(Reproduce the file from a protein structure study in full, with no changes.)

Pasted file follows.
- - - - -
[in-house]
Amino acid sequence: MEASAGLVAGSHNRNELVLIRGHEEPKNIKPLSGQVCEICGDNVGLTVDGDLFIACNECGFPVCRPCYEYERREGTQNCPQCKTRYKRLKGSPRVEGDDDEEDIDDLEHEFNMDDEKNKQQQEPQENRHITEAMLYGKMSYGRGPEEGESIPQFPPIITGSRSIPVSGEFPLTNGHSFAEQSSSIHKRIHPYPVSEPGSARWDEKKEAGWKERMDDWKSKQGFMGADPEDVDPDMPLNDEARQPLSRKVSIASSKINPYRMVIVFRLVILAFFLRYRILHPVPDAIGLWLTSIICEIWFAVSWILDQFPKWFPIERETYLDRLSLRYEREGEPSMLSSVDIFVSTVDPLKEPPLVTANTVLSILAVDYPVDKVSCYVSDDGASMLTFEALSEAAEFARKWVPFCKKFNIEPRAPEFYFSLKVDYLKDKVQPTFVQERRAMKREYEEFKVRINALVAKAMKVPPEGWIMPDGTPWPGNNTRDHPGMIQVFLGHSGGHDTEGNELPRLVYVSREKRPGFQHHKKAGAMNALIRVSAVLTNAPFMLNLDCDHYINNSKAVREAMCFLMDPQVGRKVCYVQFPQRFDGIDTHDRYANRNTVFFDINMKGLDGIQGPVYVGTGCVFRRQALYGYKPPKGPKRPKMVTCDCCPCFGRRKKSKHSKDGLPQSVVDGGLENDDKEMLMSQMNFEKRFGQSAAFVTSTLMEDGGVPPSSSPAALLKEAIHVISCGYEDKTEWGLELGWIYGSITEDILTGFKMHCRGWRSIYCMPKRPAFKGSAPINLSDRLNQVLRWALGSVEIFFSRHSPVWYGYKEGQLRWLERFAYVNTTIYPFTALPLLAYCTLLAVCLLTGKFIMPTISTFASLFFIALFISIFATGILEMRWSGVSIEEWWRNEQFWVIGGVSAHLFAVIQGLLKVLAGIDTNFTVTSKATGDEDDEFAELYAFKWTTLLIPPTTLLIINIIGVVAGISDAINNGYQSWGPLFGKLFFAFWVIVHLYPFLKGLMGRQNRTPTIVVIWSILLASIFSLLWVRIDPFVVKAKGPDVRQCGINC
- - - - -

[in-house]
Amino acid sequence: MEASAGLVAGSHNRNELVLIRGHEEPKNIKPLSGQVCEICGDNVGLTVDGDLFIACNECGFPVCRPCYEYERREGTQNCPQCKTRYKRLKGSPRVEGDDDEEDIDDLEHEFNMDDEKNKQQQEPQENRHITEAMLYGKMSYGRGPEEGESIPQFPPIITGSRSIPVSGEFPLTNGHSFAEQSSSIHKRIHPYPVSEPGSARWDEKKEAGWKERMDDWKSKQGFMGADPEDVDPDMPLNDEARQPLSRKVSIASSKINPYRMVIVFRLVILAFFLRYRILHPVPDAIGLWLTSIICEIWFAVSWILDQFPKWFPIERETYLDRLSLRYEREGEPSMLSSVDIFVSTVDPLKEPPLVTANTVLSILAVDYPVDKVSCYVSDDGASMLTFEALSEAAEFARKWVPFCKKFNIEPRAPEFYFSLKVDYLKDKVQPTFVQERRAMKREYEEFKVRINALVAKAMKVPPEGWIMPDGTPWPGNNTRDHPGMIQVFLGHSGGHDTEGNELPRLVYVSREKRPGFQHHKKAGAMNALIRVSAVLTNAPFMLNLDCDHYINNSKAVREAMCFLMDPQVGRKVCYVQFPQRFDGIDTHDRYANRNTVFFDINMKGLDGIQGPVYVGTGCVFRRQALYGYKPPKGPKRPKMVTCDCCPCFGRRKKSKHSKDGLPQSVVDGGLENDDKEMLMSQMNFEKRFGQSAAFVTSTLMEDGGVPPSSSPAALLKEAIHVISCGYEDKTEWGLELGWIYGSITEDILTGFKMHCRGWRSIYCMPKRPAFKGSAPINLSDRLNQVLRWALGSVEIFFSRHSPVWYGYKEGQLRWLERFAYVNTTIYPFTALPLLAYCTLLAVCLLTGKFIMPTISTFASLFFIALFISIFATGILEMRWSGVSIEEWWRNEQFWVIGGVSAHLFAVIQGLLKVLAGIDTNFTVTSKATGDEDDEFAELYAFKWTTLLIPPTTLLIINIIGVVAGISDAINNGYQSWGPLFGKLFFAFWVIVHLYPFLKGLMGRQNRTPTIVVIWSILLASIFSLLWVRIDPFVVKAKGPDVRQCGINC